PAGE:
A manifesto for telling the truth about the enslavement of the Roma in Romanian territories for nearly five centuries.
Reconciliation between Roma and non-Roma can only be achieved once both parties have admitted to and acknowledged a painful past.
It takes political will, books on slave-owning societies and exhibitions to heal the wounds still traumatizing the present.
A researcher identifies “places of memory”, where slavery left traces not only on the Roma community, but on society in general.
A young Roma woman wrote a play about slavery to show her peers their history because if you hear your own story, you feel it.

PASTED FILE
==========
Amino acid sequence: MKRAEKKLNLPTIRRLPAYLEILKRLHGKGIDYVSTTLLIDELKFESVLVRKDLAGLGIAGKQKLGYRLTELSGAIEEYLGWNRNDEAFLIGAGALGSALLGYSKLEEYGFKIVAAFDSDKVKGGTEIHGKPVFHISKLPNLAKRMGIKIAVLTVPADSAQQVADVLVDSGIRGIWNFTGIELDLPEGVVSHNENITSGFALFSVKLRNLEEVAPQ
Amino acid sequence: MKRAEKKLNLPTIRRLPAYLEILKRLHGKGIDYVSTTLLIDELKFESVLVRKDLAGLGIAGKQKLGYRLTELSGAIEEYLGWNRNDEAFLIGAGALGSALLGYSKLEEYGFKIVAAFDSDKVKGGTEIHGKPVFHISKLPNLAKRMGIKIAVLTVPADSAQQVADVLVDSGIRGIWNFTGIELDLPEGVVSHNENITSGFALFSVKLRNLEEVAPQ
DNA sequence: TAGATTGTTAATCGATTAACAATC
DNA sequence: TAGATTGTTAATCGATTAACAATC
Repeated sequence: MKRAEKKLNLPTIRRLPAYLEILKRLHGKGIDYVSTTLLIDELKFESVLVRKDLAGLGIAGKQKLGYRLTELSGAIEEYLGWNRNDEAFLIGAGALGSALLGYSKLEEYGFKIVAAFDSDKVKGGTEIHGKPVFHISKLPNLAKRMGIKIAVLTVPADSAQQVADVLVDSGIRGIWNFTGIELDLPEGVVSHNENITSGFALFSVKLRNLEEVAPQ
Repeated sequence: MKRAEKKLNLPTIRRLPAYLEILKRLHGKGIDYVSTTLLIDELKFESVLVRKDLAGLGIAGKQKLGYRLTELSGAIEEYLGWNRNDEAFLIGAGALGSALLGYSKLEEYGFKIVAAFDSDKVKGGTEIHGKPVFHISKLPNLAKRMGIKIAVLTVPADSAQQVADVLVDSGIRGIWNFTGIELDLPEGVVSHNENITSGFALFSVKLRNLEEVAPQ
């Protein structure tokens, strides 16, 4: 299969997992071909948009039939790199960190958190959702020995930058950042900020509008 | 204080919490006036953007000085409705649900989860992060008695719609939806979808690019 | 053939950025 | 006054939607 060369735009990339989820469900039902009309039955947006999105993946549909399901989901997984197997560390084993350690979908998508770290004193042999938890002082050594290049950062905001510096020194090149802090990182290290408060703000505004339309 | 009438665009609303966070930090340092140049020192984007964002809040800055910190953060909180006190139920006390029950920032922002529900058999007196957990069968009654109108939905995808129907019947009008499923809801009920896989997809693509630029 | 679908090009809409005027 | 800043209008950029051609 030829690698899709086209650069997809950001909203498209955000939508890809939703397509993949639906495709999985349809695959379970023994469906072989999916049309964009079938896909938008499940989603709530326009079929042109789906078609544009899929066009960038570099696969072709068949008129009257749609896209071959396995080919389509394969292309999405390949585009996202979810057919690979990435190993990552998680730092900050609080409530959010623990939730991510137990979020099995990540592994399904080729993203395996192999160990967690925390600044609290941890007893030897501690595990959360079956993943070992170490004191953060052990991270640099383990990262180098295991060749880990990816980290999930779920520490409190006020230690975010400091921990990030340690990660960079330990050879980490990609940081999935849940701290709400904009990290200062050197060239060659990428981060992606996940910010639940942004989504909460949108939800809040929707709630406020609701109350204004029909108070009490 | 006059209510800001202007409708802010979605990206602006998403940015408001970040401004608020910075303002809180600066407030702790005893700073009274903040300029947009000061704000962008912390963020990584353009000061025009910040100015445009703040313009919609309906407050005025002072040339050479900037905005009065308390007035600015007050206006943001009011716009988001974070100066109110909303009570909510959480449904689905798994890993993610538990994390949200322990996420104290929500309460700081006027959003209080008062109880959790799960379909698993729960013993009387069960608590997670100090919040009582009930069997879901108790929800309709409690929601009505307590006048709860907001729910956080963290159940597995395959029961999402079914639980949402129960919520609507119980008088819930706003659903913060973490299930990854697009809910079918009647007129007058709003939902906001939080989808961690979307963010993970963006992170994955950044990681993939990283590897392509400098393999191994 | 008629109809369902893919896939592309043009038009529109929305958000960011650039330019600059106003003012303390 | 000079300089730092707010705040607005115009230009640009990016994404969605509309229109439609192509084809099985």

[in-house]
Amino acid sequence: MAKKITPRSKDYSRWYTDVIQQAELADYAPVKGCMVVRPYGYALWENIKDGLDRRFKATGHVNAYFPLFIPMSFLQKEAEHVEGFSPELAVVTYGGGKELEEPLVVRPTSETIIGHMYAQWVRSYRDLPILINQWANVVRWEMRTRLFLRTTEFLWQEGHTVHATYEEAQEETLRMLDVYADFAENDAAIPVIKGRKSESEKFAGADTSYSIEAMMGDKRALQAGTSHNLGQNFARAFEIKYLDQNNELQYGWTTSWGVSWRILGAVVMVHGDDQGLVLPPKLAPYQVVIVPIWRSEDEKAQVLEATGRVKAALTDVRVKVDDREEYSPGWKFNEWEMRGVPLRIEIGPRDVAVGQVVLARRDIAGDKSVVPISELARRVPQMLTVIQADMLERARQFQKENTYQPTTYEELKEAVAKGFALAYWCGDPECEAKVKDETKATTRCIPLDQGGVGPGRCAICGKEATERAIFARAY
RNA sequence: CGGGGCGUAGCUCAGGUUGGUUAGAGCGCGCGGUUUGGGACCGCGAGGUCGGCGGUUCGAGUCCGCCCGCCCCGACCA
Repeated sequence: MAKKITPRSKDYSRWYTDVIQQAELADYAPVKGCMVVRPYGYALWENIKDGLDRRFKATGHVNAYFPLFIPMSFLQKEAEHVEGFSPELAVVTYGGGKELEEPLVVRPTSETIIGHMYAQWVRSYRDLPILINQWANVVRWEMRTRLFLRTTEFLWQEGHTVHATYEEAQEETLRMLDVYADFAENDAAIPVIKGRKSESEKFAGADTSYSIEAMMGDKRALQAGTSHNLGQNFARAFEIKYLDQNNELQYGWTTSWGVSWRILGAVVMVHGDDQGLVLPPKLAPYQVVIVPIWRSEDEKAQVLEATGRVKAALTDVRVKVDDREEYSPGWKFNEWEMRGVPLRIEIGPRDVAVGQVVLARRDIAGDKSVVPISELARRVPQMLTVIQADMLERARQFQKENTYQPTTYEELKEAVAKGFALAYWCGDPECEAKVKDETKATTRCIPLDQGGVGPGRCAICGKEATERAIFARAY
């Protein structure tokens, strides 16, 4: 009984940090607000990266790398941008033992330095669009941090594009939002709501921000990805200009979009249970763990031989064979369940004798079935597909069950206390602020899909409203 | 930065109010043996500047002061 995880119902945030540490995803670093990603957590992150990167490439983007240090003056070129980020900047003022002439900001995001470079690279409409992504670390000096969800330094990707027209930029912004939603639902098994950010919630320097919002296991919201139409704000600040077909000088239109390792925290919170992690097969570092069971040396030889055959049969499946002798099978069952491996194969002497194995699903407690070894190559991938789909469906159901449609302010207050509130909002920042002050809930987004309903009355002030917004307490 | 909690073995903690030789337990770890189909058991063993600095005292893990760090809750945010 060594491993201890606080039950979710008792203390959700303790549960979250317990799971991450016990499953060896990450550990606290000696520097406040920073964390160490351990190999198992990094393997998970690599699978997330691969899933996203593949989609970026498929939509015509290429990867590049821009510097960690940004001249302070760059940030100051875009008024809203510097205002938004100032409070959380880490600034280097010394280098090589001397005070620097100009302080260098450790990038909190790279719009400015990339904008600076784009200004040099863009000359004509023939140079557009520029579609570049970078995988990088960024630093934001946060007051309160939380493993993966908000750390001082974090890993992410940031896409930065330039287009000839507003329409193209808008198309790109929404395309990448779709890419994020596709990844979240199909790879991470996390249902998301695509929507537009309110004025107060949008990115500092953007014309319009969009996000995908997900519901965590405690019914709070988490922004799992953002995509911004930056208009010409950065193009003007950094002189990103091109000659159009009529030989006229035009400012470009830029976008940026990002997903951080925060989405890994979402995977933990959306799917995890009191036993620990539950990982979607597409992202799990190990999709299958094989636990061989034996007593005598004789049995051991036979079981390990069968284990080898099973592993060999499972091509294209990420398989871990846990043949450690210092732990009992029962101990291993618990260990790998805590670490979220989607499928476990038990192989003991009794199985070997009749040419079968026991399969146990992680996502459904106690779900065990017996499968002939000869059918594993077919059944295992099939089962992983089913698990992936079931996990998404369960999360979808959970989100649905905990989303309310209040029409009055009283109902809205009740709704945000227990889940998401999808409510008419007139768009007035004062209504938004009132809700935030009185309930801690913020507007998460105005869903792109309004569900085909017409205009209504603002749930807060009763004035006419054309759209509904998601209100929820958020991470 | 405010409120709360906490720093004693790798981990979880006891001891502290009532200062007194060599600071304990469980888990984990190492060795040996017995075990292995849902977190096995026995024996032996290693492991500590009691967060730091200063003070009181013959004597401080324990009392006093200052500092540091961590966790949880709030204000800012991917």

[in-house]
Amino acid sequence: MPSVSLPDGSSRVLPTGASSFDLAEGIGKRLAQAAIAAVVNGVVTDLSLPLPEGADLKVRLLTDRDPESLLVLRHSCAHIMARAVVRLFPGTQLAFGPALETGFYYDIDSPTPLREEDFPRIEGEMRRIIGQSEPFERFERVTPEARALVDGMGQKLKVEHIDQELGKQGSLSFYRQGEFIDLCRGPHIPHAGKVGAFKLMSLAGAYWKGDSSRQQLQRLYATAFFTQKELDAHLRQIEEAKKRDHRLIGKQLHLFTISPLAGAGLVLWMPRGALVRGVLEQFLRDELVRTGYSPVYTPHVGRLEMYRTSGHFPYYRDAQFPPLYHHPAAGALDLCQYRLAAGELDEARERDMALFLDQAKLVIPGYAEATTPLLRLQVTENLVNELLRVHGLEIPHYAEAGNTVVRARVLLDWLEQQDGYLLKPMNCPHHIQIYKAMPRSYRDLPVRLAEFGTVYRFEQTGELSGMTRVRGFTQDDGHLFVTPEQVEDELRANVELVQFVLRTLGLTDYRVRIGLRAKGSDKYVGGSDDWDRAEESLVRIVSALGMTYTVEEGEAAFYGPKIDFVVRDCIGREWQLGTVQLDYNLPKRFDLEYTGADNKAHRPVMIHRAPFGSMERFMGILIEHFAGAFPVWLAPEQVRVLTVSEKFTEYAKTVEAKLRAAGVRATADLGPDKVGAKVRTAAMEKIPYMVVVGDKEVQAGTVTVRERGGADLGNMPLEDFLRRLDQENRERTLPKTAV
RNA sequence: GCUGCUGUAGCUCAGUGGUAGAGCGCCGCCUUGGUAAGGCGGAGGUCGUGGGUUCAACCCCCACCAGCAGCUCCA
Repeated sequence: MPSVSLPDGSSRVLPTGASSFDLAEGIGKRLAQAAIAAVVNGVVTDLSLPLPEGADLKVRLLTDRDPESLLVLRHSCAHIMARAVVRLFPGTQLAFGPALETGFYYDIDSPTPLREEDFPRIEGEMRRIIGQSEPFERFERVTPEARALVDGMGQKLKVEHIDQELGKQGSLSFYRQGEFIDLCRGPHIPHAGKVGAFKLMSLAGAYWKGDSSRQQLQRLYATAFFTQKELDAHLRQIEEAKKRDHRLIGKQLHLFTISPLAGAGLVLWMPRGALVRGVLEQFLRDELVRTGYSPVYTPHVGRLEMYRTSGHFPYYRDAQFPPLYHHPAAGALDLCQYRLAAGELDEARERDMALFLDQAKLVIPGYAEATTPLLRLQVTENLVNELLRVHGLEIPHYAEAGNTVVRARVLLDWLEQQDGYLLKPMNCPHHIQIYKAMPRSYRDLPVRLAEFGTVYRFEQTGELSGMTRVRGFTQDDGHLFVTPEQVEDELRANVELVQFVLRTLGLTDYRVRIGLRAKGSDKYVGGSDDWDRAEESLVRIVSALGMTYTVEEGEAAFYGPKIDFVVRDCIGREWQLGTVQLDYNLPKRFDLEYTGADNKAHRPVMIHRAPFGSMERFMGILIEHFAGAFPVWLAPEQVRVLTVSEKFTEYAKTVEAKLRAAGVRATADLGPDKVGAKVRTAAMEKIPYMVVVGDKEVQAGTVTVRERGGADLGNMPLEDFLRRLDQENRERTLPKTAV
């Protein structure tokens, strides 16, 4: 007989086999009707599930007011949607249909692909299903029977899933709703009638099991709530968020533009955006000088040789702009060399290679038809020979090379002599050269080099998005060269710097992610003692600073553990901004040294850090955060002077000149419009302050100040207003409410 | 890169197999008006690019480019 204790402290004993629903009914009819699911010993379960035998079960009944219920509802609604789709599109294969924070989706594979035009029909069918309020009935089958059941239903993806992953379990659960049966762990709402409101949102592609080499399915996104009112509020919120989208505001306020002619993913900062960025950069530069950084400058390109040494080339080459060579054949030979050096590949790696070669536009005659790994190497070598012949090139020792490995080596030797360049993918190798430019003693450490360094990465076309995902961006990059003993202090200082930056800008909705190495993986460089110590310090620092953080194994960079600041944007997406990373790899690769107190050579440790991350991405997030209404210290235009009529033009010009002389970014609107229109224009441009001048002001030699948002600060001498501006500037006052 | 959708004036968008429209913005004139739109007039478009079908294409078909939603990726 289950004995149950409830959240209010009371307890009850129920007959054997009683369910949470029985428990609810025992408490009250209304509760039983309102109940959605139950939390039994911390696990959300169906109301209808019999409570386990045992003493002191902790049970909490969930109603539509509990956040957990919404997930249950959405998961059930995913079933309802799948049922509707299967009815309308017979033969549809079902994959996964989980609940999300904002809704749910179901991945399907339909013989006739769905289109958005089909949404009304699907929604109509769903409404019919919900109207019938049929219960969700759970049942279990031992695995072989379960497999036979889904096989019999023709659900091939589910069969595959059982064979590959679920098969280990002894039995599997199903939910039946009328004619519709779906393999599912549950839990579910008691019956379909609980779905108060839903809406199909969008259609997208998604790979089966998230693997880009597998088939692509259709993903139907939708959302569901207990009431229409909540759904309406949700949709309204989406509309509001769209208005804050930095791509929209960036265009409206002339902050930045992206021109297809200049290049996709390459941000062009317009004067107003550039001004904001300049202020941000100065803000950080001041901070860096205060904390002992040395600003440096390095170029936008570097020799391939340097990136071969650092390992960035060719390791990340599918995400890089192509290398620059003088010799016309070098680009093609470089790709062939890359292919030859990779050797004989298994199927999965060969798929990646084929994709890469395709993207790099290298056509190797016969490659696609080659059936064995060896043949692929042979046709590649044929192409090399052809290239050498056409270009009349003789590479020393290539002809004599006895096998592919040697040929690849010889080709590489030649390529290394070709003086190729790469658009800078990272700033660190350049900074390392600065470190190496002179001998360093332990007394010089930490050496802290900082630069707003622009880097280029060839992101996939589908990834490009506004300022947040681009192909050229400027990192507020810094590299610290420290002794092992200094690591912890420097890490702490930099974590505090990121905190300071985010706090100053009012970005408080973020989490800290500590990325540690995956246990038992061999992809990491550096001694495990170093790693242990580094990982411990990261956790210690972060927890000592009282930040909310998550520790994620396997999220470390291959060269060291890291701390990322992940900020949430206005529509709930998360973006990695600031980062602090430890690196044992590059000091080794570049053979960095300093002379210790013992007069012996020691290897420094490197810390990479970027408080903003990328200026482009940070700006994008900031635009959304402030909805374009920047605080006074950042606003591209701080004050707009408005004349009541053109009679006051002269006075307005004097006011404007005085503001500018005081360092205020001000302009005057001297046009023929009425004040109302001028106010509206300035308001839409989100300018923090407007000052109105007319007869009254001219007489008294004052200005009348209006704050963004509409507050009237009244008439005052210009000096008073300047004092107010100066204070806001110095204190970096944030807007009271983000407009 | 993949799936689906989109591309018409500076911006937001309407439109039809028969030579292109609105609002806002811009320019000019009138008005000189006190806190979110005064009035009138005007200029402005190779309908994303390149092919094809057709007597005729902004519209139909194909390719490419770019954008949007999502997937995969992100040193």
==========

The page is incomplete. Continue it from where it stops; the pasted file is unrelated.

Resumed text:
The history of my family isn’t complete without a past that includes slavery and the Holocaust, but also stories of resistance and survival.
The mechanisms of anti-Roma racism have silenced our families’ stories. To publicly acknowledge this moral rupture, reparations are essential.
The actress Mihaela Drăgan explores a future in which Roma women are free.
A young Roma confronts her brother, a priest, with the truth that the Romanian Orthodox church were enslavers for hundreds of years.
Despite warnings of grave errors, the Ministry of Education continues to approve textbooks that minimize Roma slavery.
Writing about slavery is like giving up on life. You have to feel the pain in order to be able to put it into words.
To heal on a societal level is to recognize and repent, so that we can begin to imagine a future in which no one has to feel the painful effects of racism.